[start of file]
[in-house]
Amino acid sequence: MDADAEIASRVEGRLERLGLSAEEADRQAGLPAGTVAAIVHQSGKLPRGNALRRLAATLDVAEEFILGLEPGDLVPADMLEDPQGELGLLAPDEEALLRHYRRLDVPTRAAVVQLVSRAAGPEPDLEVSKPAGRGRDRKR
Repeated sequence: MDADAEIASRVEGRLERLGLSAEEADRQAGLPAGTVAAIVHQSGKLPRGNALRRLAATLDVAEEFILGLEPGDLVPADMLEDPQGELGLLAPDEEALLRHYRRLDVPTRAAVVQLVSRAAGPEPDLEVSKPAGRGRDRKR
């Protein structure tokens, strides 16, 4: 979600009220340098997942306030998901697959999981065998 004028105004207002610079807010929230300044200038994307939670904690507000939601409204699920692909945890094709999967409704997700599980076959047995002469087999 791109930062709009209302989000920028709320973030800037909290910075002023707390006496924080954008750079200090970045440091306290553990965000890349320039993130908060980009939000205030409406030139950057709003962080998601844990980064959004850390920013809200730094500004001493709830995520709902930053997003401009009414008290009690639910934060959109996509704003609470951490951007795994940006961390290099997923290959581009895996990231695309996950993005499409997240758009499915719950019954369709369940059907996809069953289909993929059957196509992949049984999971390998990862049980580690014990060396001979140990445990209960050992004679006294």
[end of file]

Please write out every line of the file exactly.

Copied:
[in-house]
Amino acid sequence: MDADAEIASRVEGRLERLGLSAEEADRQAGLPAGTVAAIVHQSGKLPRGNALRRLAATLDVAEEFILGLEPGDLVPADMLEDPQGELGLLAPDEEALLRHYRRLDVPTRAAVVQLVSRAAGPEPDLEVSKPAGRGRDRKR
Repeated sequence: MDADAEIASRVEGRLERLGLSAEEADRQAGLPAGTVAAIVHQSGKLPRGNALRRLAATLDVAEEFILGLEPGDLVPADMLEDPQGELGLLAPDEEALLRHYRRLDVPTRAAVVQLVSRAAGPEPDLEVSKPAGRGRDRKR
């Protein structure tokens, strides 16, 4: 979600009220340098997942306030998901697959999981065998 004028105004207002610079807010929230300044200038994307939670904690507000939601409204699920692909945890094709999967409704997700599980076959047995002469087999 791109930062709009209302989000920028709320973030800037909290910075002023707390006496924080954008750079200090970045440091306290553990965000890349320039993130908060980009939000205030409406030139950057709003962080998601844990980064959004850390920013809200730094500004001493709830995520709902930053997003401009009414008290009690639910934060959109996509704003609470951490951007795994940006961390290099997923290959581009895996990231695309996950993005499409997240758009499915719950019954369709369940059907996809069953289909993929059957196509992949049984999971390998990862049980580690014990060396001979140990445990209960050992004679006294």